Miller added, “Watson right now is still being developed. With Sherlock there's so much about him and his personality as the stories are narrated by Watson, you get bits and pieces of it. And I think that Rob has really created a nice undercurrent with the storyline of how she was a surgeon and lost her license, which gives her sort of a dark past that we still don't know about, and we may not discover for a little while. I think what we want to do is introduce the audience to the characters, and then sort of slowly unravel a little bit about her personal history.”
Lui offers what may or may not be a hint about the future, “I think the chemistry between the two of us wasn’t written at all, and it’s happening on its own. That’s something that they actually wanted to tone down a little bit and I was like, ‘I’m not doing anything. We’re just doing what’s written.’ It doesn’t say suddenly they look at each other and there’s a chemistry. That came on on its own and they’re trying to filter it a little bit, so that it doesn’t seem like it’s going to go towards a romantic turn right away.”
For Watson, the restless and relentless Sherlock is nothing like her previous clients. He informs her that none of her expertise as an addiction specialist applies to him and he’s devised his own post-rehab regimen – by resuming his work as a police consultant in New York City. Watson has no choice but to accompany her irascible new charge on his jobs. But Sherlock finds her medical background helpful, and Watson realizes she has a knack for playing investigator.
In addition Sherlock’s police contact, Capt. Tobias “Toby” Gregson (ably played by Aidan Quinn), knows from previous experience working with Scotland Yard that Sherlock is brilliant at closing cases, and welcomes him as part of the team.
Lui continues, “Originally, if you ever have read the actual literature, Watson is somebody who is incredibly observant, and all of the stories come out of what he sees and what he experiences. So it's a very fresh and wonderful take on who Watson is. Who Watson is now is also somebody who’s sort of on the sideline, observing him, because she's his sober companion. So she's not engaged in the mystery. She's engaged in him, and from that point on, you get to see how that sort of blossoms out. But that is the epicenter of where she comes from.”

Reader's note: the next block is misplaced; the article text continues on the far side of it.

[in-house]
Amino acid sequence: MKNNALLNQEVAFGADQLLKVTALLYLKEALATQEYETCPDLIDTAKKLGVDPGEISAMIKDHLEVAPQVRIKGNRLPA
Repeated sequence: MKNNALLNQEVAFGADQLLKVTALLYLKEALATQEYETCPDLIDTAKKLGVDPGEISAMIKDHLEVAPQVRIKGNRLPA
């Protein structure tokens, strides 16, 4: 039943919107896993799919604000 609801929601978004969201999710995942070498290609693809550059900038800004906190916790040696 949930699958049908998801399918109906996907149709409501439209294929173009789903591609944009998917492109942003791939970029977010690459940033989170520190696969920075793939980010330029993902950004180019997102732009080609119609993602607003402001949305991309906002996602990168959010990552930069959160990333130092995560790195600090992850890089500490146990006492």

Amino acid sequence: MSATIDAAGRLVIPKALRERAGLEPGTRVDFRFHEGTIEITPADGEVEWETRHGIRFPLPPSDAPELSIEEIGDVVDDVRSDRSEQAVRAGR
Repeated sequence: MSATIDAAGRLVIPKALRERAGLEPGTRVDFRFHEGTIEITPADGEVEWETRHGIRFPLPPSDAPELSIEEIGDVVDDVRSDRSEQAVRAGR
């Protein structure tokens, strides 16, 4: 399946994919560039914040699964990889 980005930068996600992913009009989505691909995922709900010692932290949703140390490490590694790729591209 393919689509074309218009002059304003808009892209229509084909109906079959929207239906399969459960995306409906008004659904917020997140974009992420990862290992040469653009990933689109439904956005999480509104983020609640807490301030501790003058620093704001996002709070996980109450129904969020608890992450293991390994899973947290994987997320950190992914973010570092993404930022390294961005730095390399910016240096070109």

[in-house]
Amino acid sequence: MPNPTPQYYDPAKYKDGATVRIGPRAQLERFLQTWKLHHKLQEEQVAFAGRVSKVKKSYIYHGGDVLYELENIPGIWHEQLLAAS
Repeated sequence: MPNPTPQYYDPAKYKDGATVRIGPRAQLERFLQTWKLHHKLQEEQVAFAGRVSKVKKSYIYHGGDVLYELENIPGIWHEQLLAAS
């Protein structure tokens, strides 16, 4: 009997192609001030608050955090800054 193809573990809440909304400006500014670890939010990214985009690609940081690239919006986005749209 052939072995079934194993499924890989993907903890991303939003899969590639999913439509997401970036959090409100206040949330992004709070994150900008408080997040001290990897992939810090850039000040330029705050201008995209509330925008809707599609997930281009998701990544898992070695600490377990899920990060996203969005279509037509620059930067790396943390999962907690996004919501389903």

For Lucy and Jonny, it must certainly be clear that this is one of the greatest friendships in Western Literature. I asked the pair what it means to have that between a man and woman?
Miller responded by saying, "I think Rob put it really well. I heard him talk about it the other week. Man and woman, I mean, the friendship is core, the partnership, and they become colleagues, partners. There's also the other reason that they have to be together, the sober companionship. But Rob said that ‘it is a man and woman, it shouldn't matter’. And there is that element, and people are going to wonder, but then wondering and asking questions is something that you really want your audience to do, isn't it?”
Of course, Doherty as Executive Producer, could have made Watson a man! Liu says, “That was kind of a given, and the only reason Rob didn't is because, in the stories themselves, you'll see that Sherlock Holmes has a bit of an awkward relationship with the other gender. And so bringing that into play, it's a constant reminder of that awkwardness and that division between being a friend -- but it's a woman. So it's sort of like in geometry there's a given, and that's now a given, and that's a very nice thing to always have, because it's like having an itchy sweater. You know you have it on, but there’s a little bit something else is going on.”
But now, let’s not beg the burning question- What about Moriarty? Is he also going to find himself living in New York City? And what kind of guy would Moriarty be in this modern day world?
Doherty explains, “Wow. I'm trying to figure out what I can and cannot say about Moriarty at this point. We want to keep all our secrets. You know, I feel it's important at the end of the day to be true to the spirit of the character. I feel like there's a little more wiggle room with Moriarty in that, again, in so many of the books, he was such a shadowy figure. I think he was described as the spider at the center of the web of crime in London."
"So quite often you're dealing with his agents. You know, he has a finger in every pie. He's the man behind the man behind the man. We may be able to make some use of that. In other words, there are a few dominoes we knock over before we ultimately get to him, but because I want everyone to be surprised, it's hard to give too many clues or descriptive terminology when it comes to Moriarty at the moment.”
But at the last second, Doherty relented, and confessed, “We officially have a plan for our Moriarty, and we look forward to introducing you to him as we go. Sherlock's father, who I'm sure you've seen referenced in the pilot episode, is also somebody we are moving closer and closer towards meeting. He will be an interesting shadowy figure in the series.”
Doherty concludes, “I mean, there's nothing supernatural in this show, and yet Sherlock is unlike anyone any of us know or will ever know.”
Be sure and catch Elementary when it premieres Thursday, Sept. 27 at 10pm et/pt
Red-haired Brit Benedict Cumberbatch is one of our favoite Sherlocks. Read what he told Dish about playing the role by clicking HERE